EDITOR’S NOTE: With the announcement of State Rep. Jim Pitt’s retirement, a new legislator will be representing Ellis County next year in Austin. This is the first in a series profiling the candidates seeking the District 10 seat and how they plan to fill the shoes of an iconic Texas lawmaker.

He comes across as a soft-spoken and often quiet. Yet he doesn’t need to be in the spotlight to command attention.

When John Wray speaks, people listen.

His ability to build coalitions, seek solutions and achieve consensus in solving difficult problems is admired and respected by those who have seen him in action on the numerous board and nonprofit organizations he serves, as well as his service on the Waxahachie City Council, where he currently serves as mayor.

“Being a good listener helps, and I’m a good listener,” Wray said, describing his approach to solving difficult problems. “Whether it’s practicing law, public service or in life, the key to solving complex problems — especially those where people have opposing viewpoints — is having the ability to listen to all points of view and then identify the common ground that everyone agrees on.”

Building coalitions to find solutions and reach the best outcome for everyone isn’t easy, Wray said, but it is a challenge that he enjoys.

An attorney by trade, the Waxahachie native is passionate about public service and giving back to the community.

“It’s the way I was raised,” he said, praising his parents for instilling a strong work ethic and a need to give back.

Pointing toward Interstate 35E and the mobile home park where his parents lived when he was a child, he talked about how they taught him how to work hard and earn the things you want.

“Things weren’t always easy, but I have wonderful parents and I was blessed to live in a great community. I had so many role models here,” he said, noting that after finishing his undergraduate studies at Texas A&M University and law school at the University of Texas, he couldn’t wait to return to Ellis County.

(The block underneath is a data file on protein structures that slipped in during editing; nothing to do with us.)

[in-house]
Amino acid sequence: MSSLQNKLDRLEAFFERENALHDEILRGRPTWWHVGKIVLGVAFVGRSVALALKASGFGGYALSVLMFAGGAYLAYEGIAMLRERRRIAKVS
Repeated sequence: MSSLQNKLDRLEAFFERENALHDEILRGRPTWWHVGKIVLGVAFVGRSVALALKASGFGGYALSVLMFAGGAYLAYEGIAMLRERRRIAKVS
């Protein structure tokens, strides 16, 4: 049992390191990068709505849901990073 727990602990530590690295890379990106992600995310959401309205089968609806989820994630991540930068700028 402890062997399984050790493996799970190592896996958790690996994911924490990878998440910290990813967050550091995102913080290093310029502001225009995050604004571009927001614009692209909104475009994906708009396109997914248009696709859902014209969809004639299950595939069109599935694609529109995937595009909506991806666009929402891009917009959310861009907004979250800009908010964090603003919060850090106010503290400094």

In addition to his law practice, for much of the past decade Wray has been an active volunteer sharing his service and experience with multiple organizations serving the community — including his tenure on the Waxahachie City Council.

As for his candidacy to run for the District 10 seat, Wray responds by crediting one of his mentors, Jim Pitts.

“I have great respect and admiration for Mr. Pitts,” Wray said. “What he has done in Austin is truly phenomenal. Ellis and Henderson counties have been very fortunate to have him as our representative for the past 22 years. He has made an impact through his ability to get things done.”

Wray quickly pointed out that the next lawmaker to represent District 10 will be starting from scratch.

“Regardless of who wins the election, our next representative will be starting on the ground floor as a freshman representative. Although that individual will be filling Jim Pitts’ seat in the House, they won’t start off as House Appropriations Chairman and they won’t have the benefit of all the coalitions that Mr. Pitts has built over the years,” Wray said.